Payne's Perspective: May 13, 2019: It's War
After China returned a 150-page outline of previously agreed upon items with completely different terms, President Trump fired off several angry tweets. More than shots across the bow, these tweets were a declaration, and reminder, there was a new sheriff in town.
There is much speculation as to why Chinese officials tried such a last-minute underhanded move, including a hunch by the Wall Street Journal that China saw Trump’s tweets regarding the Federal Reserve as a sign of economic weakness.
I do not buy that, as I’m sure China understands how strong the U.S. economy is, just as U.S. officials understand how weak and vulnerable the Chinese economy has become. There could have been a guess that the White House was eager for a “win” heading into the election and would simply accept any changes in terms.
I think it was going to happen. as China took a shot and it backfired – big time.
How We Got Here
The developed world welcomed China into the World Trade Organization in December 2001 thinking it would make the nation become an honest player in global commerce. It would sell its products to the world, and in turn the world would sell its products into China. There were good reasons to think this would be a great deal, and China would be a great partner, including the fact the country had brought its average MFN (most favored nation) tariffs down to 15.9% from 42.1% in 1992.
China’s tariffs did come down, but they were still prohibitively difficult for nations looking to do business, especially when coupled with local regulations and corruption costs. Moreover, China’s MFN tariffs began to turn higher.
Grand Theft & Ambitions
Beyond unfair trade and subsidizing industries that crushed American manufacturers, China’s ambitions grew from regional powerhouse to global domination. These ambitions were outlined in the Made in China 2025 manifesto, and in real life with militarized manmade islands in disputed waters of the Pacific.
To get to the top perch in the world, China has been stealing technology, particularly from American business partners but also from universities and the U.S. government. The annual price tag for this theft is north of $200.0 billion annual.
The cost could be more if China can pinpoint American nuclear submarines with American technology.
Since China Joined WTO
2018 Top Imports
The Tariffs will sting Americans, but they won’t all be foisted on the American consumer. In fact, American businesses should feel patriotic pride in mitigating and taking some of the hit. While current and future tariffs will not derail our economy, there will be higher cost in certain areas.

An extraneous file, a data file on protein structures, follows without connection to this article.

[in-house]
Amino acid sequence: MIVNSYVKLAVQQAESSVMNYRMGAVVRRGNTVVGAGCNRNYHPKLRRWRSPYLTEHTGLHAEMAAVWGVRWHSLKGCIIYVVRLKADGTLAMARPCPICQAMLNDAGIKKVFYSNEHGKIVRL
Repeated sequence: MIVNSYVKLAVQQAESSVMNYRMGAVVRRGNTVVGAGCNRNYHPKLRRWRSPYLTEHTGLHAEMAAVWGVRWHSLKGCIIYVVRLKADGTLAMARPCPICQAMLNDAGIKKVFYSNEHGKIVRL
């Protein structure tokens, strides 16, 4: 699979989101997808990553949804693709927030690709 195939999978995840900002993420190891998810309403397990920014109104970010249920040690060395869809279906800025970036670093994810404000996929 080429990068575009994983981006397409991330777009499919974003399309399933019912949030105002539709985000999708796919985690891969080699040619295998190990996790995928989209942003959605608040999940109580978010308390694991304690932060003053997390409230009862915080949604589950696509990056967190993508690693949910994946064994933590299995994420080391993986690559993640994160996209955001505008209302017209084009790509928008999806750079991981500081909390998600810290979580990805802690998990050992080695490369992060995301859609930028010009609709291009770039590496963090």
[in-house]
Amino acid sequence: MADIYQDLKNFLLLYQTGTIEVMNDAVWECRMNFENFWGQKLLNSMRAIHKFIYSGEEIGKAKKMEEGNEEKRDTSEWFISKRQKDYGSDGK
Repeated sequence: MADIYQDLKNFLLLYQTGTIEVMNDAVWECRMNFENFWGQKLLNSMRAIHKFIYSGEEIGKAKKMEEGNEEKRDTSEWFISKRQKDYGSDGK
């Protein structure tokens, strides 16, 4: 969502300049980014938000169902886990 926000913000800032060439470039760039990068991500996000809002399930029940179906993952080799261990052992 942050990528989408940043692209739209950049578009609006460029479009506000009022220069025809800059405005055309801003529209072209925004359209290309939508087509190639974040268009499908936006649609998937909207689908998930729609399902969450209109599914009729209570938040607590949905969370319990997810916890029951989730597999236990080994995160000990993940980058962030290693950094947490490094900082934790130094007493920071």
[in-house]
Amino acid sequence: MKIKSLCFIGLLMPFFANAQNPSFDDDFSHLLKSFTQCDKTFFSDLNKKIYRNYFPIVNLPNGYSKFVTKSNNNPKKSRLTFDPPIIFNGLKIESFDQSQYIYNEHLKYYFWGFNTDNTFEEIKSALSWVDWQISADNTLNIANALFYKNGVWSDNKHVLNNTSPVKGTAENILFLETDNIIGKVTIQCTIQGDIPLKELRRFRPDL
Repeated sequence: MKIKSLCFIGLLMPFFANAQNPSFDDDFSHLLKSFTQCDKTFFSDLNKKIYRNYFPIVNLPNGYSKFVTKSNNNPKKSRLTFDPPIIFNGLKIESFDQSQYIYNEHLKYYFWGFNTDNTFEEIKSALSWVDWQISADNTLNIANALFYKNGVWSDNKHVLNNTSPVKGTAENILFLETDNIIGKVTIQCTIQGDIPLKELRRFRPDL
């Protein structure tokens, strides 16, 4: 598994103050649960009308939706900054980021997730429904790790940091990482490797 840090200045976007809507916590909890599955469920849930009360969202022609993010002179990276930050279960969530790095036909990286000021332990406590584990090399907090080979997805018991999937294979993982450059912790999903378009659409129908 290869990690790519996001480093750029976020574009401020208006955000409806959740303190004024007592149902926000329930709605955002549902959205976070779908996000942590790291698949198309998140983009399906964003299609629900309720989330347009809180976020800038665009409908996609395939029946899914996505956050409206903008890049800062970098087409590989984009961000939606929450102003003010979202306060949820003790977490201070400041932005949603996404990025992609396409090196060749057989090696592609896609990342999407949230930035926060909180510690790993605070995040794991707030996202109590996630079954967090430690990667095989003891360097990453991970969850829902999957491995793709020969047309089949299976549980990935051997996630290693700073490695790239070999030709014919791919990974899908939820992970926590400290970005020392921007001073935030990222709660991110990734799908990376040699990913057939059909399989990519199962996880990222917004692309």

Line in the Sand
President Trump drew a line in the sand for higher tariffs on more products.
There is a chance 25% tariffs could eventually be applied to all items China exports into the United States. In the last year, with existing tariffs in place, overall consumer inflation has been tame and even some heavily imported items like apparel have decreased in cost.
There is going to be a lot of chatter from economic experts attempting to scare the public into surrender, suggesting this is “free trade.” Well, all that cash leaving America barely comes back as China FDI, which was a paltry $39.5 billion in 2017, -2.3% from 2016, while the United States FDI in China clocked in at $107.6 billion.
I think there will be a resolution before more tariffs are applied and the market will rejoice; until then, know a lot of stocks are going on sale. This is what we love, right? Buy low!
There are lots of China-related names becoming very attractive, so make sure to form a list of these names that beyond near-term trade war issues have great businesses and have been executing. One name high on my list is Fortinet (FTNT), a leading cyber security stock.
The shares were on fire until the company posted results in April, which beat the street on revenue and earnings, but some had issues with EPS guidance:
It doesn’t think guidance justified the hit in the shares of the stock, which tumbled even harder after Citigroup put a “sell” rating on the stock.
I haven’t featured the stock as a Buy yet, but I know the name well, having put a Buy rating on the shares 11 times in the past eight years as low as $18.77 back in October 24, 2011.
I’d like to see the shares hold above $80.00, and I’m looking for signs of greater growth than suggested by company management.
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